Cirrhosis Treatments

Cirrhosis causes and treatments

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Cirrhosis is generally understood as the scarring of the liver, and is most often caused by the long term overconsumption of alcohol.  Alcohol consumption is not the only way that people develop cirrhosis of the liver.  Cirrhosis is also caused by hepatitis B and C, and can even be caused by overconsumption of fatty foods and obesity.  This last cause used to be nearly unheard of, but the more obesity is becoming a part of the American health landscape, the more fatty liver disease is becoming a problem.  It's also possible for cirrhosis of the liver to occur due to cystic fibrosis, or primary biliary cirrhosis.  In fact, doctors don't know the cause of the illness in up to 20% of those who suffer from cirrhosis.

It may be difficult for people to tell when they first start to suffer from cirrhosis of the liver, but there are certain signs of liver damage that they can watch out for.  One of the most obvious is jaundice, or a yellowing of the skin and the whites of the eyes.  People may also find that they feel itchy, or that their skin bruises more easily than it should.  They may also feel tired all the time, or notice that fluid has collected in their midsection or that their legs have become swollen.  These are just some of the possible cirrhosis symptoms that may be exhibited, often once the cirrhosis has developed for awhile.  Cirrhosis can be a serious, and even deadly ailment, and if these symptoms are apparent in a person then they need to visit their doctor.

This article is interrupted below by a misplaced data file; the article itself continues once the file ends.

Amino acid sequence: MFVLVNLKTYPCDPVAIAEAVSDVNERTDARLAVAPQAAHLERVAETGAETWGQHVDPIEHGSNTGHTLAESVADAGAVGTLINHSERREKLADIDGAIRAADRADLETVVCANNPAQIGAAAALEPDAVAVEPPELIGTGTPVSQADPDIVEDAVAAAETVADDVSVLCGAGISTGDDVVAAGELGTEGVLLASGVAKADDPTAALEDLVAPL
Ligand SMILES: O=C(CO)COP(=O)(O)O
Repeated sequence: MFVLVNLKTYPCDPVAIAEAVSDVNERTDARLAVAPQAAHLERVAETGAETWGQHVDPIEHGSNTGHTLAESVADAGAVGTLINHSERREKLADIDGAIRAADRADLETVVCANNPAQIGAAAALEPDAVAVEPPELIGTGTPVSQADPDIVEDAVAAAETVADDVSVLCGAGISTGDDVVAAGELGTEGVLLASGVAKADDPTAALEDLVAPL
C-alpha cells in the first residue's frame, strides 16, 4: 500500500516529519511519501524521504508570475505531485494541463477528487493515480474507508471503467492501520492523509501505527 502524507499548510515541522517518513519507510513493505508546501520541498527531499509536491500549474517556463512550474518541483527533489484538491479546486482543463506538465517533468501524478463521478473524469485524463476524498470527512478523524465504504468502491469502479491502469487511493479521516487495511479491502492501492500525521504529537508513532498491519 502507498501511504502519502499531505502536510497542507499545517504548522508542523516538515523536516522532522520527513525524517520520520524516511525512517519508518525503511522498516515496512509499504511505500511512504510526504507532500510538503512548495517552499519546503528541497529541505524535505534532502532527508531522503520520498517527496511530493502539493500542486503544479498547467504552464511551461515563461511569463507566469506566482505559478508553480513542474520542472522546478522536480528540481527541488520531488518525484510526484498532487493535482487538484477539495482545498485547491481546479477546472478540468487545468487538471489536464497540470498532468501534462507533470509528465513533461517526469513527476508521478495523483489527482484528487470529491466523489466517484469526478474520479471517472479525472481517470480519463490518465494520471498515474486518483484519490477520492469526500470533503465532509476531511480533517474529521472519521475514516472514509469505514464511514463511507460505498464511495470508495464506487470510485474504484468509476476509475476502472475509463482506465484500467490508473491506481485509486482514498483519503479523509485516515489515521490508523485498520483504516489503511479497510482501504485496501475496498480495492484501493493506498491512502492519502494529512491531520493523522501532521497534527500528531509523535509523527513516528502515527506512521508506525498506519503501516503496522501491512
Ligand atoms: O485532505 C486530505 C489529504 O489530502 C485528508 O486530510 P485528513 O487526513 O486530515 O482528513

There are several tests that a person may need to undergo in order for a doctor to diagnose them with cirrhosis of the liver.  One of these is a simple blood test wherein their blood sample is tested for enzymes that suggest liver damage.  Imaging tests help doctors to see the liver, and possible liver damage.  By far the most conclusive test is a liver biopsy, which necessitates that a doctor go in and remove a tiny piece of liver tissue for testing.  The treatments that follow are in part to control the ailment or condition that caused cirrhosis in the first place, while other treatments may be prescribed to avoid the side effects that are often part of cirrhosis of the liver.  In extreme cases, a person may require a liver transplant, which means that they would receive a healthy liver from a deceased organ donor.

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